Butetown Carnival was first staged in the mid-1960s, celebrating the culture and musical heritage of multicultural Wales. The origins of this iconic event go back to the earlier part of the 20th Century, when seamen from Africa, West Indies and elsewhere led impromptu performances and processions in the streets. This inspired a tradition of cultural and social activities that took shape in the annual Butetown Carnival.
Through parades, performances, workshops and activities, the Carnival represented the community spirit of Butetown, a hub of multiculturalism where people from different backgrounds lived harmoniously despite hostility and racism. Over the next 40 years, the carnival attracted tens of thousands to Cardiff and grew as popular as other UK Afro-Caribbean carnivals Notting Hill & St Paul’s.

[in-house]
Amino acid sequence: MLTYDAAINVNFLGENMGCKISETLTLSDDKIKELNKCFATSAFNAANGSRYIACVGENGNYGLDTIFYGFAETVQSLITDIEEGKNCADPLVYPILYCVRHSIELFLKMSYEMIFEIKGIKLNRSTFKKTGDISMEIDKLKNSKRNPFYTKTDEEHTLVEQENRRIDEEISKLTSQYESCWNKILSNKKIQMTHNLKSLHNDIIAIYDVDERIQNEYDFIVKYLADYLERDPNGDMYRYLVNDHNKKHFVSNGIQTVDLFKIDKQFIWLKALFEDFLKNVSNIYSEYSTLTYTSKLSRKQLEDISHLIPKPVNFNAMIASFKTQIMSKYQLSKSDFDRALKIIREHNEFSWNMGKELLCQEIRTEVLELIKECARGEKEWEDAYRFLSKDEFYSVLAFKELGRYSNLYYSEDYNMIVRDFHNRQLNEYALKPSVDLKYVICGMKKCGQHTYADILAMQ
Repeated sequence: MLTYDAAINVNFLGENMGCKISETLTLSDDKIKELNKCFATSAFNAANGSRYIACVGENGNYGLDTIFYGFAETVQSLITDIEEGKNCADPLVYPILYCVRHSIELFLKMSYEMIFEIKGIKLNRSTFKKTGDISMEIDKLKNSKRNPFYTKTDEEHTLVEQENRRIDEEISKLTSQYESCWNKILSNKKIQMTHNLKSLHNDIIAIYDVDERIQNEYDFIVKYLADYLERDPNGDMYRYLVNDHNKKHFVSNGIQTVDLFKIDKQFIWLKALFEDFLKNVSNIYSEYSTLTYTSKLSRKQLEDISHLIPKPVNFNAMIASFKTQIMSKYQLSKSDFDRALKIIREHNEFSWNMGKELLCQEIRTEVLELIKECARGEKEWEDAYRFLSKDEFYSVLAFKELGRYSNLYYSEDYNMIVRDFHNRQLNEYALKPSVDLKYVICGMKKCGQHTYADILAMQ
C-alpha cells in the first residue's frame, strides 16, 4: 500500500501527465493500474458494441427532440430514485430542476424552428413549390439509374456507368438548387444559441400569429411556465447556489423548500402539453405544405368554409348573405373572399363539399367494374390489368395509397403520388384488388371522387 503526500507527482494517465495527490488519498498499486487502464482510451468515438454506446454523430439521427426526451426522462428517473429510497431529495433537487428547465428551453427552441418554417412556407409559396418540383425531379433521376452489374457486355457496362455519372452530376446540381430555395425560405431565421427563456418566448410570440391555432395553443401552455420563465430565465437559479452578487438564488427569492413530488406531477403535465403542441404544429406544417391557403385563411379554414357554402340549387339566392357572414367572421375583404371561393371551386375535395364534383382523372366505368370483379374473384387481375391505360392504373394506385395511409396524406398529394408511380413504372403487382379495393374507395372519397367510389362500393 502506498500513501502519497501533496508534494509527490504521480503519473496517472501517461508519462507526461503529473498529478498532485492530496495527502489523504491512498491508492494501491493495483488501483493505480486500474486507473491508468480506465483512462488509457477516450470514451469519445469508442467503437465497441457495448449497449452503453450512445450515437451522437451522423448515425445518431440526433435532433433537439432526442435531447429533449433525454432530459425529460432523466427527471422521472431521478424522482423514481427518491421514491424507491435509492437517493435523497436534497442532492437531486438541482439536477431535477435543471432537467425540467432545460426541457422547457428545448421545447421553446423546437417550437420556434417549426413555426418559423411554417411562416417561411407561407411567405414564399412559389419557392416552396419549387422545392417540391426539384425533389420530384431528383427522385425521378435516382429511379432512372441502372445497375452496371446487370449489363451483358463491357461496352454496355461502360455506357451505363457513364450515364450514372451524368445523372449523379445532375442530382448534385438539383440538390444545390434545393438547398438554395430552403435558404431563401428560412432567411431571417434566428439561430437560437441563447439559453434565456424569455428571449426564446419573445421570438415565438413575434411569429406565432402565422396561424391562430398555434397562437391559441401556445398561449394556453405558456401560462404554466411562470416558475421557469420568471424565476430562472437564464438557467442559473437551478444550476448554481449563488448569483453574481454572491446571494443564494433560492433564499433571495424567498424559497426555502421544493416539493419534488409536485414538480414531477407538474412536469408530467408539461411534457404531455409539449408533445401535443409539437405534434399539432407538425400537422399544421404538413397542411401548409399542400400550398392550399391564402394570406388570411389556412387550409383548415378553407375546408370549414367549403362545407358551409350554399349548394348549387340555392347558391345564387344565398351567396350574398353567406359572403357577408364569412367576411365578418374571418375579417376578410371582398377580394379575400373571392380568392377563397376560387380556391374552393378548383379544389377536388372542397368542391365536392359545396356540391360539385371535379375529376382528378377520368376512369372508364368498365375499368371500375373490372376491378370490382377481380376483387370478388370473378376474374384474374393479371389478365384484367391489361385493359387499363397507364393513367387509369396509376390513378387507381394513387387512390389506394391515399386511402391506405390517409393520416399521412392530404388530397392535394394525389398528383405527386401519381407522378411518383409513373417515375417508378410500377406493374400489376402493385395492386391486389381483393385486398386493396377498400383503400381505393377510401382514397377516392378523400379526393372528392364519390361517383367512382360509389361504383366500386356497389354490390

Performers at the carnival were a mix of local bands, sound systems, musicians and celebrities, including Aswad, Musical Youth, Bo Diddley, Tipper Ire, Roots & Branches and The Little Butes. To this day, locals talk fondly of memories of Carnival as the highlight of their summers growing up, every year, rain or shine.
After a gap of 16 years, Butetown Carnival was revived by the community in 2014 in response to local demand and is now firmly established as an annual event to celebrate the rich history of African and Carribean culture.
To learn more about Carnival:
Butetown Carnival Documentary: Big Scott Radio & It’s My Shout Productions
Images sourced from BBC Wales, Simon Campbell & Cardiff Music History